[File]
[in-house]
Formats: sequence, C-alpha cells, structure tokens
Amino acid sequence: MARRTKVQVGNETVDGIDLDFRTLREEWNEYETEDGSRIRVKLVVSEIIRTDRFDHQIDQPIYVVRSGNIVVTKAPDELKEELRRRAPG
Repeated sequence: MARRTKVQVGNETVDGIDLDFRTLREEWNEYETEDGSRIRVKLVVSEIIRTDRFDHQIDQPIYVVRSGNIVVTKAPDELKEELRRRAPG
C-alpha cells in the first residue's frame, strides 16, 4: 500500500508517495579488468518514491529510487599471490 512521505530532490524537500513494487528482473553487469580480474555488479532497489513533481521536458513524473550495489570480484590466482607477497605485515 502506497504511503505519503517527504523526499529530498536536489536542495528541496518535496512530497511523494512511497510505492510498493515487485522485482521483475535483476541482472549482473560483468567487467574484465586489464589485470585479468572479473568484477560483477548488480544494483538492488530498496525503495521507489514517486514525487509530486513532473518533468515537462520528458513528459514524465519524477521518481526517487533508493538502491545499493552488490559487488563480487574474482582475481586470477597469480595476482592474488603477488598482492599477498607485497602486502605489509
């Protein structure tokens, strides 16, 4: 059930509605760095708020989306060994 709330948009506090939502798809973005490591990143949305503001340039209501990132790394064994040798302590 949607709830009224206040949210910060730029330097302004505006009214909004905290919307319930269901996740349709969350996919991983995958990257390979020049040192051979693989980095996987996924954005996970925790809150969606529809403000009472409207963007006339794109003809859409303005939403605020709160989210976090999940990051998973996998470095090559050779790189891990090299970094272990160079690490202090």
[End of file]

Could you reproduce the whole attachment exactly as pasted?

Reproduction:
[in-house]
Formats: sequence, C-alpha cells, structure tokens
Amino acid sequence: MARRTKVQVGNETVDGIDLDFRTLREEWNEYETEDGSRIRVKLVVSEIIRTDRFDHQIDQPIYVVRSGNIVVTKAPDELKEELRRRAPG
Repeated sequence: MARRTKVQVGNETVDGIDLDFRTLREEWNEYETEDGSRIRVKLVVSEIIRTDRFDHQIDQPIYVVRSGNIVVTKAPDELKEELRRRAPG
C-alpha cells in the first residue's frame, strides 16, 4: 500500500508517495579488468518514491529510487599471490 512521505530532490524537500513494487528482473553487469580480474555488479532497489513533481521536458513524473550495489570480484590466482607477497605485515 502506497504511503505519503517527504523526499529530498536536489536542495528541496518535496512530497511523494512511497510505492510498493515487485522485482521483475535483476541482472549482473560483468567487467574484465586489464589485470585479468572479473568484477560483477548488480544494483538492488530498496525503495521507489514517486514525487509530486513532473518533468515537462520528458513528459514524465519524477521518481526517487533508493538502491545499493552488490559487488563480487574474482582475481586470477597469480595476482592474488603477488598482492599477498607485497602486502605489509
């Protein structure tokens, strides 16, 4: 059930509605760095708020989306060994 709330948009506090939502798809973005490591990143949305503001340039209501990132790394064994040798302590 949607709830009224206040949210910060730029330097302004505006009214909004905290919307319930269901996740349709969350996919991983995958990257390979020049040192051979693989980095996987996924954005996970925790809150969606529809403000009472409207963007006339794109003809859409303005939403605020709160989210976090999940990051998973996998470095090559050779790189891990090299970094272990160079690490202090």